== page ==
The answers to these questions are simple and impossible at the same time. The American obsession with the chemicals that alter our thoughts and feelings is a fascinating and terrifying field of higher thought and a social commentary on our way of life. Drug overdose has become so common that there exists a national debate as to whether police, firemen and other first responders should carry medicine to counter the overdose and save lives. Why are we so prone to dangerous drug use? Is it backlash from the evolving understanding that the American Dream was a bill of goods sold to several generations that turned up far short of our expectations? The public battlegrounds of the War on Drugs have been ever-evolving. Weed and LSD in the ’60s turned to heroin in the ’70s turned to crack in the ’80s turned to meth and ecstasy in the late ’90s turned to prescription pills in the pre-teens turned back into a full fledged heroin resurgence. Are we doomed to repeat the vicious cycle claiming the lives and health of our neighbors, crippled by our own ignorance of the disease of addiction and criminal versus public health driven approaches to it?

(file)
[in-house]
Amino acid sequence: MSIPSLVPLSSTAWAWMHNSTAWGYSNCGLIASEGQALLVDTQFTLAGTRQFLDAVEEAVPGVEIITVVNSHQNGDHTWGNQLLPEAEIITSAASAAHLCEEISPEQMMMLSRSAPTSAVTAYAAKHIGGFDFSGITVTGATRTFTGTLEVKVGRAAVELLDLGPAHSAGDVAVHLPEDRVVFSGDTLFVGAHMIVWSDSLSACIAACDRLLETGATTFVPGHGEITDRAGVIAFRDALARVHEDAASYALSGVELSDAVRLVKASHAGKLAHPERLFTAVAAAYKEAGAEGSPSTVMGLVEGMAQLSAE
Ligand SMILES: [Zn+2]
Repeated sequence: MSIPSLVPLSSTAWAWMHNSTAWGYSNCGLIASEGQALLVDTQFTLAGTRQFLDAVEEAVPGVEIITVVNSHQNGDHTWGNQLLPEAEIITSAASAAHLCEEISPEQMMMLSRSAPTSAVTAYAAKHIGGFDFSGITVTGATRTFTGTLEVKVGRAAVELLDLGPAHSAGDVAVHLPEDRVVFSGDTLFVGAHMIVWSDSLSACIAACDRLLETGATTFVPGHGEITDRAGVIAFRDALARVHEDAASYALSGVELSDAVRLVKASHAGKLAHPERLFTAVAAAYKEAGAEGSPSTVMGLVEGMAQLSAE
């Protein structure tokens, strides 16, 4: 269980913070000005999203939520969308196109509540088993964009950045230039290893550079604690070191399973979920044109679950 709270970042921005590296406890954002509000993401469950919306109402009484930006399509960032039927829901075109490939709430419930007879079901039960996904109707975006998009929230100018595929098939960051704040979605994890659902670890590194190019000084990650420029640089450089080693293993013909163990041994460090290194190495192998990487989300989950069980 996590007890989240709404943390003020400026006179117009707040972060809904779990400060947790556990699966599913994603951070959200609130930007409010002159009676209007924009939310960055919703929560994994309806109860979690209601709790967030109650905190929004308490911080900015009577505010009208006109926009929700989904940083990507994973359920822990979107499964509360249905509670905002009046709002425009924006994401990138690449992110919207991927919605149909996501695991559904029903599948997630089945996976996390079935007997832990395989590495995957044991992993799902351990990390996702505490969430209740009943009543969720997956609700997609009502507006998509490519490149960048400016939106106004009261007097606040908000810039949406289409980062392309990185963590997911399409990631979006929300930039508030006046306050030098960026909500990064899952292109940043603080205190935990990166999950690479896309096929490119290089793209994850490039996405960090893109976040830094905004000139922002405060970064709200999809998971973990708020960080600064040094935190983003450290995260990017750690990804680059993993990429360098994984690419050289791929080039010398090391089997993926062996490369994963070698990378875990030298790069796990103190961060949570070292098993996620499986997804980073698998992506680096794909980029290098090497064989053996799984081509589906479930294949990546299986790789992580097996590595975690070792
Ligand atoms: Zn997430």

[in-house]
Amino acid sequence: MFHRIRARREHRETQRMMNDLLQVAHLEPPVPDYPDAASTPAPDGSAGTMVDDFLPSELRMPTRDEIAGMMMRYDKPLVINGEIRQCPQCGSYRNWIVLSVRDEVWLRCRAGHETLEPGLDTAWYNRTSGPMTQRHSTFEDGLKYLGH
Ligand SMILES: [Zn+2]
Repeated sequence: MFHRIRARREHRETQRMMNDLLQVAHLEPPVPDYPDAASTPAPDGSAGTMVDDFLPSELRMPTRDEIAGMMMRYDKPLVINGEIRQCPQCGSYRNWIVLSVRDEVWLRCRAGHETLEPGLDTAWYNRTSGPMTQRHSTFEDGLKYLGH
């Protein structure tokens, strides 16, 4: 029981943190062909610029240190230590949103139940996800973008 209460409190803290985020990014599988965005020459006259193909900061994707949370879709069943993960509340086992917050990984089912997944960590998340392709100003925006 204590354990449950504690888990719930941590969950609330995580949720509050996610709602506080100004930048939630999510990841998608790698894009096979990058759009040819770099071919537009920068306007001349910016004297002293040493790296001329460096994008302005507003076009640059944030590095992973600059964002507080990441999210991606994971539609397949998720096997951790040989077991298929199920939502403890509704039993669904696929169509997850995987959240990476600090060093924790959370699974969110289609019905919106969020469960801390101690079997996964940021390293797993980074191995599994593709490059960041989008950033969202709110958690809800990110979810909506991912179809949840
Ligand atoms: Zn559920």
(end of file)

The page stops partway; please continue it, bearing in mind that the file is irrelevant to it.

For the heroin addict in RI, these questions are far from their minds. Political rhetoric, intellectual addiction think tanks and dry congressional hearings are far removed from the heroin addict’s daily pain and anguish. Like a nightmare they can’t wake from, the heroin addict sees reality deteriorate in front of their eyes and feels powerless to stop it. For those who don’t imbibe, it is easy to cast judgement. Many have been burned by the destructive actions of addict friends or family members and have no further capacity for sympathy. “Why even start?” they say. “Just another junkie, good riddance!” is a popular sentiment on social media when a headline announces the overdose death of another local or celebrity. We look down on addicts as a thieving criminal class of lower citizens, but how many do we truly understand?